Gov’t urged to help local science and technology sector, not call centers | Inquirer Business

Gov’t urged to help local science and technology sector, not call centers

/ 01:02 PM January 28, 2012


MANILA, Philippines—The government should not pin too much hope on the buiness process outsourcing industry, and recent statements by President Barack Obama to bring outsourcing jobs back to the United States highlight the risk of doing so, acording to the Ibon Foundation.

The foundation, an independent think-tank providing research and information on socio-economic issues, said the BPO sector faced adverse trends, and the money that the government was intending to spend to promote it could be better used to support Filipino industry and science and technology.


The Philippines is a popular location for call centers and other outsourced services, and has edged out India as the world’s leading BPO center.

In a statement, the Ibon Foundation said the Philippine government has set aside P575 million in subsidies for private foreign BPO investors, with the money going to training, curriculum and teacher development, career marketing and scholarships.


But there were better ways to spend the money, it said.

“These funds are more productively spent supporting Filipino industry, science and technology than for a sector that is such a small part of the economy and by its nature will never give much value-added,” it said.

“The BPO sector is barely integrated into the local economy outside of its relatively few jobs and so does not stimulate or encourage domestic production,” it added.

According to Ibon Foundation, Obama’s statement to bring outsourced jobs back to the US underscores the dangers of relying on BPO and foreign economies for jobs for Filipinos.

“Even if it is still unclear if President Obama’s proposed ‘insourcing’ legislation will pass, the vulnerability of the sector and the government’s misplaced attention to this is increasingly apparent,” it said.

The Business Processing Association of the Philippines (BPAP) was not alarmed, however, and noted that outsourcing has allowed US companies to survive and grow amid the global financial crisis.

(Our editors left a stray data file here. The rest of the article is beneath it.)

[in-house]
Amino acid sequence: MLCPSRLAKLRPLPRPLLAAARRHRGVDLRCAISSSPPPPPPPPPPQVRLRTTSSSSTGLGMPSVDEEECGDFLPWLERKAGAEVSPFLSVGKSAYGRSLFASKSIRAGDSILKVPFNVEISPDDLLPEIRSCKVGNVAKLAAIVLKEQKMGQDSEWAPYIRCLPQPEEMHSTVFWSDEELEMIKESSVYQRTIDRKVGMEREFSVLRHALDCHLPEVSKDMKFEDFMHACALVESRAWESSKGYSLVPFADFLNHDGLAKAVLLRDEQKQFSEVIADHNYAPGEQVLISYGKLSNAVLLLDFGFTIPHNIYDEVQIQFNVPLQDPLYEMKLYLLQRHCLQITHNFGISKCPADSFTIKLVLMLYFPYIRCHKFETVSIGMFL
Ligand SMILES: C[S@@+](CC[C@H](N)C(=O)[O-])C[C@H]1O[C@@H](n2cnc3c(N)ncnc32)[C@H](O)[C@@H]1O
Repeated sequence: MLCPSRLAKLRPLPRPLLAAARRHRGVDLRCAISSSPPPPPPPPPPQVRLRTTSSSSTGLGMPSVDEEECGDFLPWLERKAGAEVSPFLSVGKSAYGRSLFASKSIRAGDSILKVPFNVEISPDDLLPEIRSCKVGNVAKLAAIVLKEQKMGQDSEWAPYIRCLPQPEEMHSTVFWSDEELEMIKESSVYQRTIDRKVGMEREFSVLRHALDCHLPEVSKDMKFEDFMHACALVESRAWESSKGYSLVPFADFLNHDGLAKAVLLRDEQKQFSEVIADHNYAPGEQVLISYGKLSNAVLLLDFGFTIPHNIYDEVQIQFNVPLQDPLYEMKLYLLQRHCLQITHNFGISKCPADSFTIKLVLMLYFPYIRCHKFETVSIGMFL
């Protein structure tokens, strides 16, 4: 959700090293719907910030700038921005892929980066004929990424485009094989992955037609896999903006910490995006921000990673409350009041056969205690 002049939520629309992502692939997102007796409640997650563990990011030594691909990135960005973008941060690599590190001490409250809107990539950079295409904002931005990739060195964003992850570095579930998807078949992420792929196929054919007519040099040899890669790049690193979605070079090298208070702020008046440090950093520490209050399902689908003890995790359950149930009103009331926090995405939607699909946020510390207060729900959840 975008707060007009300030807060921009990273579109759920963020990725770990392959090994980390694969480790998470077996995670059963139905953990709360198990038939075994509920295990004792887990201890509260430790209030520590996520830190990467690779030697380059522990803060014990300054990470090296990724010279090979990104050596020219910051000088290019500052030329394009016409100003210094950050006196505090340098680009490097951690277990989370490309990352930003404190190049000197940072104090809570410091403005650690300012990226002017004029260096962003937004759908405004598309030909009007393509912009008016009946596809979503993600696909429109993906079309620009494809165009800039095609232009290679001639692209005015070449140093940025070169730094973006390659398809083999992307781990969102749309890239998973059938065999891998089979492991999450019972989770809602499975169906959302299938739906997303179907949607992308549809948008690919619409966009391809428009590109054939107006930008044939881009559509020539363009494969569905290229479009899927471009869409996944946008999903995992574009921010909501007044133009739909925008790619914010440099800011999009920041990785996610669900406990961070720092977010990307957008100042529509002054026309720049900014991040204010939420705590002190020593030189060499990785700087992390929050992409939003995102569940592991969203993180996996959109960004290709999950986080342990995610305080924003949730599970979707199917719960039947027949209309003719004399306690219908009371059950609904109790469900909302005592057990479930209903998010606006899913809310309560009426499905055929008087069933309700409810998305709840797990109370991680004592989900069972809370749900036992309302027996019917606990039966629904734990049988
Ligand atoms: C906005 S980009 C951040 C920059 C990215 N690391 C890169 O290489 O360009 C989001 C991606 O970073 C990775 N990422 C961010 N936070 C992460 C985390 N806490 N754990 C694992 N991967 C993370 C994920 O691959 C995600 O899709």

Ibon Foundation said that while Obama’s “insourcing” plan, which has been dismissed as an election ploy,  may not come to pass, the BPO industry is nevertheless facing setbacks.


“But the initiative is just another example of adverse trends facing the sector and more of this are likely to emerge as the crisis in the US and the rest of the world worsens in the coming years,” it said.

The BPO sector has been growing, but the foundation said this has slowed slightly. It said the 21.9 percent growth in BPAP-related jobs in 2011 was slightly slower than the 24.1 percent growth in 2010. The 22.5 percent growth in revenues was also slower than the 25.3 percent growth in 2010.

It also noted that government and industry estimates for the BPO industry are 1.3 million jobs and $25 billion in revenues in 2016. But the group was not optimistic. It said an earlier plan to get 1 million jobs and $12 billion in revenues in 2010 fell short of the target. Only 525,000 jobs and $8.9 billion in revenues materialized, it added.

The foundation said the slowing global and US economy appeared to have affected the BPO industry, despite reports that the Philippines had overtaken India as the world’s leading BPO Center.

“Developments in the US economy are particularly relevant because the latest Bangko Sentral ng Pilipinas data notes that the US accounts for 72% of foreign investment and 80% of BPO service exports,” it said.

It noted that the trend of deployment of Filipino nurses to the US dropped between 2008 to 2010, and Obama had campaigned for prioritizing American nurses over migrants.

The US congress has also approved a bill that would reduce the number of visas allowed for temporary registered nurses.

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